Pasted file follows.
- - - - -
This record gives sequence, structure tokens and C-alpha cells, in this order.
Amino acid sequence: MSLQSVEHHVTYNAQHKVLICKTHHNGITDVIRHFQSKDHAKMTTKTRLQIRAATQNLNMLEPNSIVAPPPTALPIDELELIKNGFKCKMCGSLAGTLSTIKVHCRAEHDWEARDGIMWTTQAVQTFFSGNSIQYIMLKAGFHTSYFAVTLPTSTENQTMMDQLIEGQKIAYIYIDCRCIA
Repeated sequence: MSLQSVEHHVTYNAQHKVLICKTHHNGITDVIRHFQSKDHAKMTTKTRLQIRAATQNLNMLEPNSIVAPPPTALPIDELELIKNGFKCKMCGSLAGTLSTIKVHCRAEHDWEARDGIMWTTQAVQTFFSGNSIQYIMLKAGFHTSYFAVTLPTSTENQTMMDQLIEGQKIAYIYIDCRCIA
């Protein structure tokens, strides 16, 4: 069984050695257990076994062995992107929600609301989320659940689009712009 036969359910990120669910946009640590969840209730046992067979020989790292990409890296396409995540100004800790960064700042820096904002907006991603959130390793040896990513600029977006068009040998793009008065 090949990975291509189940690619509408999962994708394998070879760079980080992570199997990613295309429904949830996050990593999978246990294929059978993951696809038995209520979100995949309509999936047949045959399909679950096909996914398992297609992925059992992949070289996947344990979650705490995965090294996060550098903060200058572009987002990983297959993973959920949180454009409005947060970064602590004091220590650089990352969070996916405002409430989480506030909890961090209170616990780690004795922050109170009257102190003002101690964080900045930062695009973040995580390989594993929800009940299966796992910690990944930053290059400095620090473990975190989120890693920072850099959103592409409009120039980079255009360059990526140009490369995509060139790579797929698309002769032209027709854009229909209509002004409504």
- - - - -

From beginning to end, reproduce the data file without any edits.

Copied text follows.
This record gives sequence, structure tokens and C-alpha cells, in this order.
Amino acid sequence: MSLQSVEHHVTYNAQHKVLICKTHHNGITDVIRHFQSKDHAKMTTKTRLQIRAATQNLNMLEPNSIVAPPPTALPIDELELIKNGFKCKMCGSLAGTLSTIKVHCRAEHDWEARDGIMWTTQAVQTFFSGNSIQYIMLKAGFHTSYFAVTLPTSTENQTMMDQLIEGQKIAYIYIDCRCIA
Repeated sequence: MSLQSVEHHVTYNAQHKVLICKTHHNGITDVIRHFQSKDHAKMTTKTRLQIRAATQNLNMLEPNSIVAPPPTALPIDELELIKNGFKCKMCGSLAGTLSTIKVHCRAEHDWEARDGIMWTTQAVQTFFSGNSIQYIMLKAGFHTSYFAVTLPTSTENQTMMDQLIEGQKIAYIYIDCRCIA
């Protein structure tokens, strides 16, 4: 069984050695257990076994062995992107929600609301989320659940689009712009 036969359910990120669910946009640590969840209730046992067979020989790292990409890296396409995540100004800790960064700042820096904002907006991603959130390793040896990513600029977006068009040998793009008065 090949990975291509189940690619509408999962994708394998070879760079980080992570199997990613295309429904949830996050990593999978246990294929059978993951696809038995209520979100995949309509999936047949045959399909679950096909996914398992297609992925059992992949070289996947344990979650705490995965090294996060550098903060200058572009987002990983297959993973959920949180454009409005947060970064602590004091220590650089990352969070996916405002409430989480506030909890961090209170616990780690004795922050109170009257102190003002101690964080900045930062695009973040995580390989594993929800009940299966796992910690990944930053290059400095620090473990975190989120890693920072850099959103592409409009120039980079255009360059990526140009490369995509060139790579797929698309002769032209027709854009229909209509002004409504």